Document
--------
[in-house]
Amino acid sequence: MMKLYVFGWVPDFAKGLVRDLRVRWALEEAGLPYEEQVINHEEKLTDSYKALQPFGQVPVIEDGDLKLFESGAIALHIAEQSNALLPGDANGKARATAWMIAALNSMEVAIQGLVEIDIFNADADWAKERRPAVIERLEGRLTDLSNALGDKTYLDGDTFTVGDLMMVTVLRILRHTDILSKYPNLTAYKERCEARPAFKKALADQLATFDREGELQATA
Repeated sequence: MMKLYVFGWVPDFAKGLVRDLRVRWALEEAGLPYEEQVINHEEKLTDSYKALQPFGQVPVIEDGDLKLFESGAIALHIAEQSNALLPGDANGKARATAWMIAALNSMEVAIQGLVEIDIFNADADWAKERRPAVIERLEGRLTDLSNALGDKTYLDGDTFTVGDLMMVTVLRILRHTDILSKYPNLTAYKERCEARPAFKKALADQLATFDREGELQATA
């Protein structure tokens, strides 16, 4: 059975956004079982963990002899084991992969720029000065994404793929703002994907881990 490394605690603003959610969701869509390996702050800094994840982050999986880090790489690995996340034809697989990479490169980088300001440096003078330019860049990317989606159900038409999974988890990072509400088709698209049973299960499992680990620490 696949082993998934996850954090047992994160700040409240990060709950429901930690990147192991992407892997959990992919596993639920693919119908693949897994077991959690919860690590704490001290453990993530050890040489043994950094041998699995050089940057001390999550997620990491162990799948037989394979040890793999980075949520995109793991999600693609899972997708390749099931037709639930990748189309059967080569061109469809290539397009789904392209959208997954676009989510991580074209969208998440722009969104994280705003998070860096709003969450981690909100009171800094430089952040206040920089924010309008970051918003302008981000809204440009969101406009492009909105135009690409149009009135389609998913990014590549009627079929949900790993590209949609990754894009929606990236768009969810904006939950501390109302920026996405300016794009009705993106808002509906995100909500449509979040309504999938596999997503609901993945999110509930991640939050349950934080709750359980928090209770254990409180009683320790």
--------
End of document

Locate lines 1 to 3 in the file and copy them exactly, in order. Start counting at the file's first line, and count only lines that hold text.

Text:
[in-house]
Amino acid sequence: MMKLYVFGWVPDFAKGLVRDLRVRWALEEAGLPYEEQVINHEEKLTDSYKALQPFGQVPVIEDGDLKLFESGAIALHIAEQSNALLPGDANGKARATAWMIAALNSMEVAIQGLVEIDIFNADADWAKERRPAVIERLEGRLTDLSNALGDKTYLDGDTFTVGDLMMVTVLRILRHTDILSKYPNLTAYKERCEARPAFKKALADQLATFDREGELQATA
Repeated sequence: MMKLYVFGWVPDFAKGLVRDLRVRWALEEAGLPYEEQVINHEEKLTDSYKALQPFGQVPVIEDGDLKLFESGAIALHIAEQSNALLPGDANGKARATAWMIAALNSMEVAIQGLVEIDIFNADADWAKERRPAVIERLEGRLTDLSNALGDKTYLDGDTFTVGDLMMVTVLRILRHTDILSKYPNLTAYKERCEARPAFKKALADQLATFDREGELQATA